Nevertheless, this case presents the more troubling question of the proper use of hearing minutes where the only restriction on the opportunity to cross-examine was defense counsel's appropriate self-restraint under the circumstances of the hearing. The problem arises from the differences between the issues and defense functions at a preliminary hearing and a trial, especially a jury trial.
Thus, even if the opportunity to do a full trial cross-examination is made available, rightly or wrongly, by the hearing court, the defense is unlikely to avail itself of such an opportunity. Indeed, the defense may realize that this opportunity will be promptly withdrawn by the court if abuse is perceived. The constitutional dilemma is what to do with the hearing testimony of the now unavailable witness who has been subjected to a "hearing" cross-examination but not a "trial" cross-examination as a result of appropriate defense strategy at the hearing. Decisions of the Supreme Court of the United States and of the courts in this State give no clear guidance as to the resolution of this problem, although they often give implicit recognition to the importance of cross-examination which is adequate in fact as well as opportunity (see Mancusi v Stubbs, supra; People v Hines, 284 N.Y. 93; People v Qualey, 210 N.Y. 202; People v Steeps, 52 A.D.2d 887; People v Allah, 47 A.D.2d 738; People v Mayo, 36 A.D.2d 798, app dsmd 31 N.Y.2d 707; People v Malcolm, 35 A.D.2d 1037).
Other authorities which have looked directly at this question have split into two schools of thought. One view would admit the hearing minutes, arguing that the "test is the opportunity for full and complete cross-examination rather than the use which is made of that opportunity." (United States v Allen, 409 F.2d 611, 613.) "Once the opportunity to cross-examine has been accorded, the confrontation requirement is fulfilled * * * The actual use then made of the opportunity becomes a matter of defense strategy, and deliberate trial tactics do not ordinarily exact constitutional protection." (Phillips v Wyrick, 558 F.2d 489, 496; accord Havey v Kropp, supra.)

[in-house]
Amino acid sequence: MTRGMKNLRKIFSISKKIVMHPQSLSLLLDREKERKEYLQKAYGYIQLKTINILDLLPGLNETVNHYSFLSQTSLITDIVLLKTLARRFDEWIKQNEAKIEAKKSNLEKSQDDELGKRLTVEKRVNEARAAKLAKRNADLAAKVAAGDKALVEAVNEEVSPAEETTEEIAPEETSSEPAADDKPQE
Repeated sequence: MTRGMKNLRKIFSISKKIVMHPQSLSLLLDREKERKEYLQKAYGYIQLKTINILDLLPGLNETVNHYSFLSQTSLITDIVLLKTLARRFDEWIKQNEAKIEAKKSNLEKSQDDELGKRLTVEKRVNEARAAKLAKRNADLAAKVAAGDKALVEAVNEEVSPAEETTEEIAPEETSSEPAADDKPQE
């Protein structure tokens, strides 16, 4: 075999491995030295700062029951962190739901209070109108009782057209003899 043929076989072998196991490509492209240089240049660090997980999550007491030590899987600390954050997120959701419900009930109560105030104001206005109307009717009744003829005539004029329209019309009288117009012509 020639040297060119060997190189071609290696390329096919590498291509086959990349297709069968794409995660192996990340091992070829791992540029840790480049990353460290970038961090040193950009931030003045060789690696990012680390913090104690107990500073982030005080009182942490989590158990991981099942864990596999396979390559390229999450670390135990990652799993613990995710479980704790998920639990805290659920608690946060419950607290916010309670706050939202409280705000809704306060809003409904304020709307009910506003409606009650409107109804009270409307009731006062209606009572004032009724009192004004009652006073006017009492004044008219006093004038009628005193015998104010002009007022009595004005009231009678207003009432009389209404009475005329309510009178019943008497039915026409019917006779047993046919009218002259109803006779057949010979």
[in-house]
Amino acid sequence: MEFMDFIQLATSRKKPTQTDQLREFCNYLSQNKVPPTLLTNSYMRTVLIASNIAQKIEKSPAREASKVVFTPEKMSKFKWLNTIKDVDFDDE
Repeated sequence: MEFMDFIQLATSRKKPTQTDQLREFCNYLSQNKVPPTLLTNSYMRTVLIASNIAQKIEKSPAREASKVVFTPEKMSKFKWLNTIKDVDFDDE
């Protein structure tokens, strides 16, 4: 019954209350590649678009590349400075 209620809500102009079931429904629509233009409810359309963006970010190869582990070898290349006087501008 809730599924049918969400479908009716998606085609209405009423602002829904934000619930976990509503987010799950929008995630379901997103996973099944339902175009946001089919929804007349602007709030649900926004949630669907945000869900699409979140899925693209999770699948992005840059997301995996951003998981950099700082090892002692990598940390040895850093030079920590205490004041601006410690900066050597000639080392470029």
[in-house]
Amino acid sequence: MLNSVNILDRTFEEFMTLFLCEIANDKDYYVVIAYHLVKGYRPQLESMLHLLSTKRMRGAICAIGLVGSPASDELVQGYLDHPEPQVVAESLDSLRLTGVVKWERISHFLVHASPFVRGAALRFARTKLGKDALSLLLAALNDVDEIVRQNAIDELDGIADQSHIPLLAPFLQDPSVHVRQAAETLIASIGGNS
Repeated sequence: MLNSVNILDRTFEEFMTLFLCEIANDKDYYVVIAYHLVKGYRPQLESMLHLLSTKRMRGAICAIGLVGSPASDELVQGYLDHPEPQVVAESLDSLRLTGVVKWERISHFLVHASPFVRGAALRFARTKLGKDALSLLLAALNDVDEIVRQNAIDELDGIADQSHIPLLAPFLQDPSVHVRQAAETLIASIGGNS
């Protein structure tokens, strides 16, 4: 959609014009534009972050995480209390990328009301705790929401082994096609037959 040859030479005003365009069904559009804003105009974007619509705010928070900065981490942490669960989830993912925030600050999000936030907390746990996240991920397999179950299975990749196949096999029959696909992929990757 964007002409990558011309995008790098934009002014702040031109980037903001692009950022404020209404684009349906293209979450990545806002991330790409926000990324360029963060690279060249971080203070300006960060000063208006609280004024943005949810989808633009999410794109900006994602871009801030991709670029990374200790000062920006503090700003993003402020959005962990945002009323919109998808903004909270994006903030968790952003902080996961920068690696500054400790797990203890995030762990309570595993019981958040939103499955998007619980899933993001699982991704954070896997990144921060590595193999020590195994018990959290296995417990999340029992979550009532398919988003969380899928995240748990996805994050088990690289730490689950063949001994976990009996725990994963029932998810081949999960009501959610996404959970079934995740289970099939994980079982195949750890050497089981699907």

The other view would exclude the hearing minutes, contending that: "if the opportunity to cross-examine at an original proceeding is to be a meaningful substitute for the opportunity to cross-examine in a subsequent trial, then the purpose for
The latter position is also supportable by practical policy considerations.
The contrary position, admitting the minutes notwithstanding defense counsel's self-restrained cross-examination, would distort the function of the hearing. In a few cases, such as where the witness is very aged, seriously ill, or a visitor from a distant jurisdiction, counsel should be on notice that the hearing minutes may have to be offered at trial, and should conduct the hearing, if any, accordingly. (The better practice would be for the prosecutor to request a conditional examination under CPL art 660.) In the ordinary case, however, there is always the possibility that the witness may become unavailable for unforeseeable reasons. The defense should not thus be forced or even encouraged to "try" every case at the hearing in preparation for this contingency.